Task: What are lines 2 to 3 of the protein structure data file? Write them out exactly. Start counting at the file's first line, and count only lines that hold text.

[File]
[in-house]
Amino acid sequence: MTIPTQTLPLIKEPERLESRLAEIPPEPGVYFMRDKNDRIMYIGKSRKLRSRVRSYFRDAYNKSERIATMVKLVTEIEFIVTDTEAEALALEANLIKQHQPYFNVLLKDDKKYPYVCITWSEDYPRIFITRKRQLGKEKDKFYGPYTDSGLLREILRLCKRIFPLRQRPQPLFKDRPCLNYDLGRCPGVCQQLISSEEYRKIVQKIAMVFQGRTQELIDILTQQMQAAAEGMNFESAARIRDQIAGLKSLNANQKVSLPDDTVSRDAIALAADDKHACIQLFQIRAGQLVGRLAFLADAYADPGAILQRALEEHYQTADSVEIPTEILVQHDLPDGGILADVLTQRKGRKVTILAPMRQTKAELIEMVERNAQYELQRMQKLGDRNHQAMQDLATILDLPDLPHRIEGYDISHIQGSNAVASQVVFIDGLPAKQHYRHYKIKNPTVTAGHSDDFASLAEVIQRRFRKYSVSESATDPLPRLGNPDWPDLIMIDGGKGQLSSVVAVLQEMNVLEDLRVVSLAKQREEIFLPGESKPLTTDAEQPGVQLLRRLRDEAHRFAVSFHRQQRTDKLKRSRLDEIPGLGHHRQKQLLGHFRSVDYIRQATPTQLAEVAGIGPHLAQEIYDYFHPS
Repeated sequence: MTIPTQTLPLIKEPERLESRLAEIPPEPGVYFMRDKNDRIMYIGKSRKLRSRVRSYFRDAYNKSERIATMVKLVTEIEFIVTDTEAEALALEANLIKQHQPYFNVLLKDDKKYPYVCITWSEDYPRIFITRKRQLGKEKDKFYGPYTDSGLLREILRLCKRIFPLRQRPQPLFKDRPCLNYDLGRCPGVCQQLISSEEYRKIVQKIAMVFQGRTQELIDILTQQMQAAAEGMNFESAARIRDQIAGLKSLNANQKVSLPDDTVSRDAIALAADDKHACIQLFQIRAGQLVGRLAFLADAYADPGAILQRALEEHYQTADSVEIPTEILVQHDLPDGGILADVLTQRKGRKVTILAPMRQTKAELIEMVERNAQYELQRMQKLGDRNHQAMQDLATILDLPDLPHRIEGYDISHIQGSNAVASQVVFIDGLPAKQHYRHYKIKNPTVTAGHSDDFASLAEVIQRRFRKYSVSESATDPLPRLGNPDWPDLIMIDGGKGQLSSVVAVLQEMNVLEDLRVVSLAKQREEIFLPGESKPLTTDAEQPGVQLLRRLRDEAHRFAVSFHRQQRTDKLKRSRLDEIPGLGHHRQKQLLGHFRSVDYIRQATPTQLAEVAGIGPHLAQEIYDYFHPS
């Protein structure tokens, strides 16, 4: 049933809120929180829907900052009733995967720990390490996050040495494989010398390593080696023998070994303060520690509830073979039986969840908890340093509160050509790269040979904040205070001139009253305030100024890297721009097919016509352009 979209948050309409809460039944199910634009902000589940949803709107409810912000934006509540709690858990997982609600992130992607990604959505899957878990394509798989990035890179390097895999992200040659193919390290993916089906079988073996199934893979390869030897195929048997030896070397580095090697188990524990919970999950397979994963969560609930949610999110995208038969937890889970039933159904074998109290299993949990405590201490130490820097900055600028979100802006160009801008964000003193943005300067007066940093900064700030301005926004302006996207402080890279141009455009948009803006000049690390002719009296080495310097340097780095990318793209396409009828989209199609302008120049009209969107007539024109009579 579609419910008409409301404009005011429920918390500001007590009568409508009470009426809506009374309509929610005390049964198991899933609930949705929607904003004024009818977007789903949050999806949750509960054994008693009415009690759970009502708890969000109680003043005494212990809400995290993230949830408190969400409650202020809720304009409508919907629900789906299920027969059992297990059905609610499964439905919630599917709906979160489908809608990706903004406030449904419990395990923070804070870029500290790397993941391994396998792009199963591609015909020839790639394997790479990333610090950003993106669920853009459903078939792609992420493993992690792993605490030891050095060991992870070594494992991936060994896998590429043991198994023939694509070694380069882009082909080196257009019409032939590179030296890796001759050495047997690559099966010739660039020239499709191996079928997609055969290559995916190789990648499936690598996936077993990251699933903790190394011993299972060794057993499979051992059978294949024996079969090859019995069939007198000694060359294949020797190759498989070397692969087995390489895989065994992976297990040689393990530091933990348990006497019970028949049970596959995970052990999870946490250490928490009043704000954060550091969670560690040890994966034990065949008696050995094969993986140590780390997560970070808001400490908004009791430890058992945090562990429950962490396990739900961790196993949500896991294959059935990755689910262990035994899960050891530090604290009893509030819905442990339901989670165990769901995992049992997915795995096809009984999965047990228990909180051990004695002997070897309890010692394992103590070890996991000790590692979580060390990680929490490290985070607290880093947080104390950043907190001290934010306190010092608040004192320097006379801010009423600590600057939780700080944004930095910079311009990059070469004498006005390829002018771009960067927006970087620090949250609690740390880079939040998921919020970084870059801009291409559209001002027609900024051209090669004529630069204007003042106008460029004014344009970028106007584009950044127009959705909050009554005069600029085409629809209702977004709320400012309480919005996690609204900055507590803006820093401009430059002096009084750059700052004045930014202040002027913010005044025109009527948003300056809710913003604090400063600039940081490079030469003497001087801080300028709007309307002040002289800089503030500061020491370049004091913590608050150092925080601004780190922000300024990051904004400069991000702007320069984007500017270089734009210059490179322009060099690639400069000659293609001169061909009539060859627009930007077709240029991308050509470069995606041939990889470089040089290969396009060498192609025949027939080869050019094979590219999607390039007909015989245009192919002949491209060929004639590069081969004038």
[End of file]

Amino acid sequence: MTIPTQTLPLIKEPERLESRLAEIPPEPGVYFMRDKNDRIMYIGKSRKLRSRVRSYFRDAYNKSERIATMVKLVTEIEFIVTDTEAEALALEANLIKQHQPYFNVLLKDDKKYPYVCITWSEDYPRIFITRKRQLGKEKDKFYGPYTDSGLLREILRLCKRIFPLRQRPQPLFKDRPCLNYDLGRCPGVCQQLISSEEYRKIVQKIAMVFQGRTQELIDILTQQMQAAAEGMNFESAARIRDQIAGLKSLNANQKVSLPDDTVSRDAIALAADDKHACIQLFQIRAGQLVGRLAFLADAYADPGAILQRALEEHYQTADSVEIPTEILVQHDLPDGGILADVLTQRKGRKVTILAPMRQTKAELIEMVERNAQYELQRMQKLGDRNHQAMQDLATILDLPDLPHRIEGYDISHIQGSNAVASQVVFIDGLPAKQHYRHYKIKNPTVTAGHSDDFASLAEVIQRRFRKYSVSESATDPLPRLGNPDWPDLIMIDGGKGQLSSVVAVLQEMNVLEDLRVVSLAKQREEIFLPGESKPLTTDAEQPGVQLLRRLRDEAHRFAVSFHRQQRTDKLKRSRLDEIPGLGHHRQKQLLGHFRSVDYIRQATPTQLAEVAGIGPHLAQEIYDYFHPS
Repeated sequence: MTIPTQTLPLIKEPERLESRLAEIPPEPGVYFMRDKNDRIMYIGKSRKLRSRVRSYFRDAYNKSERIATMVKLVTEIEFIVTDTEAEALALEANLIKQHQPYFNVLLKDDKKYPYVCITWSEDYPRIFITRKRQLGKEKDKFYGPYTDSGLLREILRLCKRIFPLRQRPQPLFKDRPCLNYDLGRCPGVCQQLISSEEYRKIVQKIAMVFQGRTQELIDILTQQMQAAAEGMNFESAARIRDQIAGLKSLNANQKVSLPDDTVSRDAIALAADDKHACIQLFQIRAGQLVGRLAFLADAYADPGAILQRALEEHYQTADSVEIPTEILVQHDLPDGGILADVLTQRKGRKVTILAPMRQTKAELIEMVERNAQYELQRMQKLGDRNHQAMQDLATILDLPDLPHRIEGYDISHIQGSNAVASQVVFIDGLPAKQHYRHYKIKNPTVTAGHSDDFASLAEVIQRRFRKYSVSESATDPLPRLGNPDWPDLIMIDGGKGQLSSVVAVLQEMNVLEDLRVVSLAKQREEIFLPGESKPLTTDAEQPGVQLLRRLRDEAHRFAVSFHRQQRTDKLKRSRLDEIPGLGHHRQKQLLGHFRSVDYIRQATPTQLAEVAGIGPHLAQEIYDYFHPS